IndyGo schedules public meetings on Red Line project

March 7, 2017

Now that the Marion County transit tax has been approved, IndyGo has scheduled another round of public meetings on its Red Line bus rapid-transit project.

The meetings will give residents a chance to learn the latest on the construction schedule and designs for the Red Line. IndyGo expects to break ground this year on phase one of the route, which will run from East 66th Street and College Avenue south to the University of Indianapolis.

The first meeting takes place from 6 p.m. to 8 p.m. Thursday at North United Methodist Church, 3808 N. Meridian St. IndyGo staffers will give a brief presentation at 6:15 p.m., and the rest of the time will be spent answering questions.

A similar gathering will take place from 6 p.m. to 8 p.m. March 16 at the University of Indianapolis’ Schwitzer Student Center, Hall A, 1400 E. Hanna Ave.

And on March 22, Central Library at 40 E. St. Clair St. will host two separate meetings: one from noon to 2 p.m., and the other from 6 p.m. to 8 p.m.

IndyGo staffers will be prepared to answer very “granular” questions, including how the Red Line may impact businesses along the route, said IndyGo Director of Public Affairs Bryan Luellen.

“We’re going to have lots of project staff there that know the front and back of the plans,” Luellen said.

IndyGo set the meetings for this month because it’s now assured that it has the money to pay for the Red Line.

“The local funding creates a level of certainty that we didn’t have before,” Luellen said.

Last week, the Indianapolis City-County Council voted 17-8 to approve the transit tax, which will provide a dedicated funding source for improvements to the city’s bus service. The tax, an additional 0.25 percent income tax, will run about $250 a year for a person who earns $100,000. 

Tax collections begin in October, and IndyGo says the tax will generate at least $54.4 million a year starting in 2018. That money will be used to buy more buses, hire more drivers and build three bus rapid-transit lines, the first of which is the Red Line.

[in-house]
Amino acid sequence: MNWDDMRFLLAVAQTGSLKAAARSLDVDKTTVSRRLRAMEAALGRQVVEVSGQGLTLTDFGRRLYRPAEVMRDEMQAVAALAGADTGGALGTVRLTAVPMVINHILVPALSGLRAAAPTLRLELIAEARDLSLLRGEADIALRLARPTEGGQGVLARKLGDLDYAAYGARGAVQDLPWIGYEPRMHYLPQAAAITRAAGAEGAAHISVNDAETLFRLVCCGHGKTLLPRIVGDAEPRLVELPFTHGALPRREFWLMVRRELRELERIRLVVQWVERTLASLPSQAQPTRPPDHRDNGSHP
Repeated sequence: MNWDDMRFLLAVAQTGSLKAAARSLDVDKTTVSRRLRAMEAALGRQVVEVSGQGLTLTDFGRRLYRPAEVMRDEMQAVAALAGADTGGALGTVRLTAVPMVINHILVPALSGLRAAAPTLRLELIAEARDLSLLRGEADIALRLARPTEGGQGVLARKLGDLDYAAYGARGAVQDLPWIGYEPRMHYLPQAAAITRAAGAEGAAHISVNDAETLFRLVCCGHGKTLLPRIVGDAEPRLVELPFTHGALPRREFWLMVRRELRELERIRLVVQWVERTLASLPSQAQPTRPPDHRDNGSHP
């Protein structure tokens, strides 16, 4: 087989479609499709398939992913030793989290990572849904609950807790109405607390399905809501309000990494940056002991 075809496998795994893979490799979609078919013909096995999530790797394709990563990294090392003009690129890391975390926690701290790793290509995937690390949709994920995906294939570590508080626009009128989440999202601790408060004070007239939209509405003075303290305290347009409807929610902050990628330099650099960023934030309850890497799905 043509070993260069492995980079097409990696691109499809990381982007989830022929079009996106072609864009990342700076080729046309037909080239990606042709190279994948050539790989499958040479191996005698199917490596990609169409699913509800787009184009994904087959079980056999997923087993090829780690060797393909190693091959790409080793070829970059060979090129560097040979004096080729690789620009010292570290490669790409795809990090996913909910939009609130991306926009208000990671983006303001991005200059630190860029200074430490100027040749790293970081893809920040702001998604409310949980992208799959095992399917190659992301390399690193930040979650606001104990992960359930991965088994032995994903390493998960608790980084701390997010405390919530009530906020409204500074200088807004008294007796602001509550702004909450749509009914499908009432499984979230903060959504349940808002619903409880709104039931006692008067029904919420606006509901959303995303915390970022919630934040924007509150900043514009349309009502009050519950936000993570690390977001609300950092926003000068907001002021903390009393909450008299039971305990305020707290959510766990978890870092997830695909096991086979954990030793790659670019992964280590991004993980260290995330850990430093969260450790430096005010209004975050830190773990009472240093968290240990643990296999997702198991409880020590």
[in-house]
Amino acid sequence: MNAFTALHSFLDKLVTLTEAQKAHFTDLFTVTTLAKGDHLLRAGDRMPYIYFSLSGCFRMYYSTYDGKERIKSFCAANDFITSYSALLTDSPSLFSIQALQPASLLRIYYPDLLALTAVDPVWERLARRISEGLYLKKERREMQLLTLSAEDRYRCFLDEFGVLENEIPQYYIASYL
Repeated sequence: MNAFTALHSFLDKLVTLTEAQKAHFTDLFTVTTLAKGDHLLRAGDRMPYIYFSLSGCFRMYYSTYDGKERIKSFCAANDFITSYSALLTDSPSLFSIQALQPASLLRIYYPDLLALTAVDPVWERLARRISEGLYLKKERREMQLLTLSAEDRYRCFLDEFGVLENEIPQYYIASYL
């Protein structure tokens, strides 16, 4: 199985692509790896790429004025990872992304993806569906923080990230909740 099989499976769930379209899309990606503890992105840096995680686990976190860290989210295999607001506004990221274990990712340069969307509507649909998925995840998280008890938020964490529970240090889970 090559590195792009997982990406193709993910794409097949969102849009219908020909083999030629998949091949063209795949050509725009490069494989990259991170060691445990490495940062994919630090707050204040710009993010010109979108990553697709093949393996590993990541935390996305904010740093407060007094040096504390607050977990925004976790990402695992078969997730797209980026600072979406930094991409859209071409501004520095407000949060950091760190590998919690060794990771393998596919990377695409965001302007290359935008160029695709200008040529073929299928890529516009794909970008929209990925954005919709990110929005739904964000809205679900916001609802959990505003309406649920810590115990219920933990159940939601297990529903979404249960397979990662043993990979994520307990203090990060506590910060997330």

Still unknown is whether IndyGo will receive a $75 million grant from the Federal Transit Administration. Federal transit authorities recommended the grant for funding in February 2016, but the grant is tied up in federal and administrative transitions.

IndyGo plans to use the grant to cover most of the cost of building the Red Line. But even if the grant falls through, IndyGo says, it can still carry out its improvement plans. Without the grant funding, improvements would take longer to implement and would be slightly scaled back. The city would also have to issue a larger bond to cover the shortfall.

Until a new federal budget is approved by Congress, the nation is operating under a continuing resolution that keeps funding at previous levels but doesn’t include new spending such as the transit grant. The current continuing resolution expires April 28.

“We fully anticipate that we’re going to have a much better idea of the federal funds within the next four to six weeks,” Luellen said.

IndyGo President and CEO Mike Terry will be in Washington, D.C., next week to participate in the American Public Transportation Association’s annual legislative conference. While there, Terry will meet with legislators to push for the transit grant, Luellen said.

“We’re going to do everything we can to get that funding. We’re expecting it to come through,” Luellen said.


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